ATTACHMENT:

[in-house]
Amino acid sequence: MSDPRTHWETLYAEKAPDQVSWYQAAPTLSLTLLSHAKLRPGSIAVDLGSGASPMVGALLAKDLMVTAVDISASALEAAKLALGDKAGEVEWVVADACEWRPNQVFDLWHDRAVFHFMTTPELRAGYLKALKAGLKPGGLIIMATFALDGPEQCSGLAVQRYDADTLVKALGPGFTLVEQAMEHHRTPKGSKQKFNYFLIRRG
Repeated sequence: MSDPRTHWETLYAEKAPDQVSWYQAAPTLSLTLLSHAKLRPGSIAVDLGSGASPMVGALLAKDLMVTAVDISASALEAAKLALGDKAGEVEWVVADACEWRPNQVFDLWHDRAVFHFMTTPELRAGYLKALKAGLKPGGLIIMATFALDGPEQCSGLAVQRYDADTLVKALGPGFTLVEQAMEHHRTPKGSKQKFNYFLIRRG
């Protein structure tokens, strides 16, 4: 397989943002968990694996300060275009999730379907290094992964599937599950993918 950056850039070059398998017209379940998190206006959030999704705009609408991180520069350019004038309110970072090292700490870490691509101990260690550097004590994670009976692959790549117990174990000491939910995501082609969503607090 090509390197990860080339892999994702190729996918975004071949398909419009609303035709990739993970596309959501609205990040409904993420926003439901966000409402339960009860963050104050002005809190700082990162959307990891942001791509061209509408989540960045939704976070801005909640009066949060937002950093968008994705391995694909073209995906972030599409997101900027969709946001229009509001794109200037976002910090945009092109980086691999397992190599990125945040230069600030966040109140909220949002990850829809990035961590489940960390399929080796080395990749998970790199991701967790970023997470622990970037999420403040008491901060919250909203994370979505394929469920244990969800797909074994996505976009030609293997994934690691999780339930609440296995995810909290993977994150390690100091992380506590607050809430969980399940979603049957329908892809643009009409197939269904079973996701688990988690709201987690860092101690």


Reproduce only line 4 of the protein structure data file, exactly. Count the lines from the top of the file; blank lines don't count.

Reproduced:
């Protein structure tokens, strides 16, 4: 397989943002968990694996300060275009999730379907290094992964599937599950993918 950056850039070059398998017209379940998190206006959030999704705009609408991180520069350019004038309110970072090292700490870490691509101990260690550097004590994670009976692959790549117990174990000491939910995501082609969503607090 090509390197990860080339892999994702190729996918975004071949398909419009609303035709990739993970596309959501609205990040409904993420926003439901966000409402339960009860963050104050002005809190700082990162959307990891942001791509061209509408989540960045939704976070801005909640009066949060937002950093968008994705391995694909073209995906972030599409997101900027969709946001229009509001794109200037976002910090945009092109980086691999397992190599990125945040230069600030966040109140909220949002990850829809990035961590489940960390399929080796080395990749998970790199991701967790970023997470622990970037999420403040008491901060919250909203994370979505394929469920244990969800797909074994996505976009030609293997994934690691999780339930609440296995995810909290993977994150390690100091992380506590607050809430969980399940979603049957329908892809643009009409197939269904079973996701688990988690709201987690860092101690």